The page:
Recently I had a reader ask me if it was possible to use AnyDVD and DVD Decrypter together. This way he could use DVD Decrypter’s IFO mode with the decryption processing being handled by AnyDVD. As a matter of fact, this is very easy to do, and I’ll show you how.First off, as a precaution, make sure that AnyDVD is shutdown. This probably isn’t necessary, but any time I’m messing with my disk drivers, I like to be sure I won’t be breaking anything. To do this, simply right click on the little AnyDVD fox icon at the bottom right of your screen and click Exit.
Good to go? Okay, then let’s move on.
Start up DVD Decrypter. At the top of it’s menu, you will see a option called Tools, like I have highlighted below. Click on it.
Now, scroll down and press the Settings option.
You should now see DVD Decrypter’s main settings window. Don’t be overwhelmed by the number of tabs and options! Sure, DVD Decrypter has a plethora of options, but we only want the ones under the I/O tab today.
Okay, now, right off the bat you should see a region called Interfaces. Under this region, select the ElbyCDIO driver. This is the device driver that pipes directly from AnyDVD and one that will appear completely clean to DVD Decrypter.
Now, swing over to the CSS tab. Make sure that CSS Cracking Method is set to None. Then make sure that Detect Mastering Errors is unchecked. The reason that we do all this is because AnyDVD will handle any issues with CSS (Content Scrambling System) or mastering errors, and we don’t want DVD Decrypter to pick up on a false positive from AnyDVD.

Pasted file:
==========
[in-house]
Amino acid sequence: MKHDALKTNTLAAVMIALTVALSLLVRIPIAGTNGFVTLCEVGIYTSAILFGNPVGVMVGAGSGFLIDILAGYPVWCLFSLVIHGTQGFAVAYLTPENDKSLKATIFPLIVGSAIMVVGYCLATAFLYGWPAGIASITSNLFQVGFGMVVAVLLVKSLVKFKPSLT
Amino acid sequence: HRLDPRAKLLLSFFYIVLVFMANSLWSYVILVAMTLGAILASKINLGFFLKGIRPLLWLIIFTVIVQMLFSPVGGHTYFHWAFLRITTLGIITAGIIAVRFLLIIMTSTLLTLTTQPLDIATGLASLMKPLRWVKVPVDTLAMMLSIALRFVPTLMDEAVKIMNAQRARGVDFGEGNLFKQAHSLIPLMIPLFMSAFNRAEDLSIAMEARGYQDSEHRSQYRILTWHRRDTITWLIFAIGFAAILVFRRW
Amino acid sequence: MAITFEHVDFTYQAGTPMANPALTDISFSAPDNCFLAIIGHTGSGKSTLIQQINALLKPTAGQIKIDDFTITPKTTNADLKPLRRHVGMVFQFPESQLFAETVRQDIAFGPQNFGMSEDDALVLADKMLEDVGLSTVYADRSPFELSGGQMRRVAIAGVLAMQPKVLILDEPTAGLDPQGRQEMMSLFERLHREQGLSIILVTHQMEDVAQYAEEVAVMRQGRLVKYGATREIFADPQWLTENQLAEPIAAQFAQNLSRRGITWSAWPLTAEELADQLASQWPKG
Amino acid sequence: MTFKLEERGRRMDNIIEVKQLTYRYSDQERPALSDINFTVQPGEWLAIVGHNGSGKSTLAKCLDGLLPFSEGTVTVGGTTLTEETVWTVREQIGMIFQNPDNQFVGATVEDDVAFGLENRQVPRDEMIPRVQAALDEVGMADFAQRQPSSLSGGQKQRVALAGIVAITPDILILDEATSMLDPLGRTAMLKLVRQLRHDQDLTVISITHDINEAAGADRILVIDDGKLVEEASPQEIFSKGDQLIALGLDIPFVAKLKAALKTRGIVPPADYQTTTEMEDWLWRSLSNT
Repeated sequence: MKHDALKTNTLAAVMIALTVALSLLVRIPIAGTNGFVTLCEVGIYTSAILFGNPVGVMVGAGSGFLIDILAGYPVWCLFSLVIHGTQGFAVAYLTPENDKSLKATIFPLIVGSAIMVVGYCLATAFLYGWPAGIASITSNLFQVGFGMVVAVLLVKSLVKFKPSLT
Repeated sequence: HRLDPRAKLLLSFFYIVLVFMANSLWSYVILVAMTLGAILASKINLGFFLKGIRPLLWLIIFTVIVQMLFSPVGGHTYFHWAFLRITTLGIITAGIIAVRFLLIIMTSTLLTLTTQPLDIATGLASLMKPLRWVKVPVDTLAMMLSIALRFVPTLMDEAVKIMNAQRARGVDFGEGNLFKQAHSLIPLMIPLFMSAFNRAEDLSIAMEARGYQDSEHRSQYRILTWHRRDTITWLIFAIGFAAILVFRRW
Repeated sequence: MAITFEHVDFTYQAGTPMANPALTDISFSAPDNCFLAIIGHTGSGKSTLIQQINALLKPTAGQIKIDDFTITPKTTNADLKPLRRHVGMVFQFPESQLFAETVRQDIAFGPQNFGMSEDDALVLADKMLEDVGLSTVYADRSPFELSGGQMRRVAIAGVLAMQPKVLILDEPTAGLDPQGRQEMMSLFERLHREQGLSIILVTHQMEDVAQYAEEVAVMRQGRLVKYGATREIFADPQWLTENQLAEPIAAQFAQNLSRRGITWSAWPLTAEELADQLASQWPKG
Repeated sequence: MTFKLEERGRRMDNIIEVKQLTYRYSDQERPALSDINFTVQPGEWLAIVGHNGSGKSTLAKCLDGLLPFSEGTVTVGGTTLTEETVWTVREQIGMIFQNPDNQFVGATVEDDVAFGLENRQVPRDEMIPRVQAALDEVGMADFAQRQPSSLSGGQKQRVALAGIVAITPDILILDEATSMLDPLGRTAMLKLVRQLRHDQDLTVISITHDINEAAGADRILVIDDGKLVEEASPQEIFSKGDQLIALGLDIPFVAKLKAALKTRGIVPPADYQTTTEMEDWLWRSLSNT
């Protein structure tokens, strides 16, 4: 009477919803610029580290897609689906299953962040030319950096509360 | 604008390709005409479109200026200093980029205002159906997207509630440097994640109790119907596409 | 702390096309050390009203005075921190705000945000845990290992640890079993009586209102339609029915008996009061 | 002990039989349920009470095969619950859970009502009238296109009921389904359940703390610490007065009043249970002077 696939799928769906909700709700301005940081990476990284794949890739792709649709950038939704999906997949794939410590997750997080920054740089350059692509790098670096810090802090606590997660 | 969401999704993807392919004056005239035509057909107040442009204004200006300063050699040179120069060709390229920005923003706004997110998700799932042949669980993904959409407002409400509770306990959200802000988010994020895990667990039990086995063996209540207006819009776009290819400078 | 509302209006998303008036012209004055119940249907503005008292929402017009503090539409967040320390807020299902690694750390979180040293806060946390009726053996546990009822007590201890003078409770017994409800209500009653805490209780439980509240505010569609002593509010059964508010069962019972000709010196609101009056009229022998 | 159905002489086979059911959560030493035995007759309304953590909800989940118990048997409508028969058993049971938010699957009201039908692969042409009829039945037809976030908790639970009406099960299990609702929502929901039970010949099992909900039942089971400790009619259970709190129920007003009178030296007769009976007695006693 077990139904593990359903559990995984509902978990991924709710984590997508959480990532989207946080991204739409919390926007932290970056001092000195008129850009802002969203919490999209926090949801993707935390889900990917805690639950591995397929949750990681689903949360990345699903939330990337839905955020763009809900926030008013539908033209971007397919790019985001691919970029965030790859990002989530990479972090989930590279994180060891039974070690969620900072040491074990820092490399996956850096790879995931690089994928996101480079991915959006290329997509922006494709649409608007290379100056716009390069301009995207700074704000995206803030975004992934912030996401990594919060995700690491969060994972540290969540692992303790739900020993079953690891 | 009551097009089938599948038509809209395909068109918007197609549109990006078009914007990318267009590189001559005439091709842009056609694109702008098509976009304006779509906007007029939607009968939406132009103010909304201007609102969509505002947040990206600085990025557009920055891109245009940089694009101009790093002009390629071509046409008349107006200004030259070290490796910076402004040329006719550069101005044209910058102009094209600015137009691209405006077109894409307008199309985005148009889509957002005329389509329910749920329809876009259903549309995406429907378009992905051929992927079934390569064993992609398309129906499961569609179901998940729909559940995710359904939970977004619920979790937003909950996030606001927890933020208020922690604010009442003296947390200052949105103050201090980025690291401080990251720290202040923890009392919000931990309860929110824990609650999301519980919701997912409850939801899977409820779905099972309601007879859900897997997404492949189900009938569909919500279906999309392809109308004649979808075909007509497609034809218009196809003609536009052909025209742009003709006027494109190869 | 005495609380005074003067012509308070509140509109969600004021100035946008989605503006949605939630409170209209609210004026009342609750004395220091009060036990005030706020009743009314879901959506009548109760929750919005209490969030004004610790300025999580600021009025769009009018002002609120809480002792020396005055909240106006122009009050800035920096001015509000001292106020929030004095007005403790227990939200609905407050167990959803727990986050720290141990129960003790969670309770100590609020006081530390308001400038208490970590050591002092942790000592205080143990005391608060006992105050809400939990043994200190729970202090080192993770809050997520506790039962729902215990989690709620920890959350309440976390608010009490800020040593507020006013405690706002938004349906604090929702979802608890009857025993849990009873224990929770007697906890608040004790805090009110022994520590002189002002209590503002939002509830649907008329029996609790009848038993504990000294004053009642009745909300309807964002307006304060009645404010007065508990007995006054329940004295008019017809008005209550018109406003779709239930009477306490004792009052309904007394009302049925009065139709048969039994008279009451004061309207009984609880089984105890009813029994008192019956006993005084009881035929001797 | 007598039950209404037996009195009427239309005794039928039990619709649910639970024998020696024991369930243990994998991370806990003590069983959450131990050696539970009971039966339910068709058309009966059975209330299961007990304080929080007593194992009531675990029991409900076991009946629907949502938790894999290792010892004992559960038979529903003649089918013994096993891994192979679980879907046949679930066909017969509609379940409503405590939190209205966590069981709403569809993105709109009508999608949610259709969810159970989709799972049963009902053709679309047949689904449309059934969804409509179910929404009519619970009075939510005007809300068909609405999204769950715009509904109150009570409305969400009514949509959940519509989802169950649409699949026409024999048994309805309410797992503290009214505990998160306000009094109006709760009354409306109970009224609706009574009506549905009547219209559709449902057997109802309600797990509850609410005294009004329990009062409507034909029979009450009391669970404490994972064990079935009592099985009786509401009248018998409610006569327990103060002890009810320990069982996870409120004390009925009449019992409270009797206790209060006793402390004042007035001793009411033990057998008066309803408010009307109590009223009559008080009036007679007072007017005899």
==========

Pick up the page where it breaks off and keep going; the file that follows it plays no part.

Next, we are going to cleanup on some ISO options in case you decide to rip in ISO mode. To do this, click on the ISO Read Mode tab. As you can see, I have unchecked all options except for Create MDS File. Again, this because AnyDVD handles all of the other options and we don’t want to be interfering with it’s process.
Last, but not least, click on the General tab for some last minute cleanup. Be sure to uncheck Remove Macrovision Protection and Check for Structure Protection for the same reasons that I have already mentioned (AnyDVD handles them).
Aside: Macrovision protection was originally introduced on the old VHS tapes as a sort of signal interference. Basically when a user wanted to copy a VHS, the copier would include the Macrovision signal which would produce a variety of different distortions on the copied VHS. Icky stuff isn’t it?
Now, simply save your settings by clicking OK. If you ever want to change your settings back, you can simply use the Reset to Defaults button in the bottom left of the settings window. All you have to do is close DVD Decrypter, start AnyDVD back up again, and then open DVD Decrypter and you should be good to go! DVD Decrypter will remember it’s settings from now on, so you only have to do the above steps once (thankfully!). Enjoy your now deadly combination of DVD decryption software!
If you have never used DVD Decrypter before, take a look at my guide (screencast!) here if you are curious about this fabulous (and free!) software.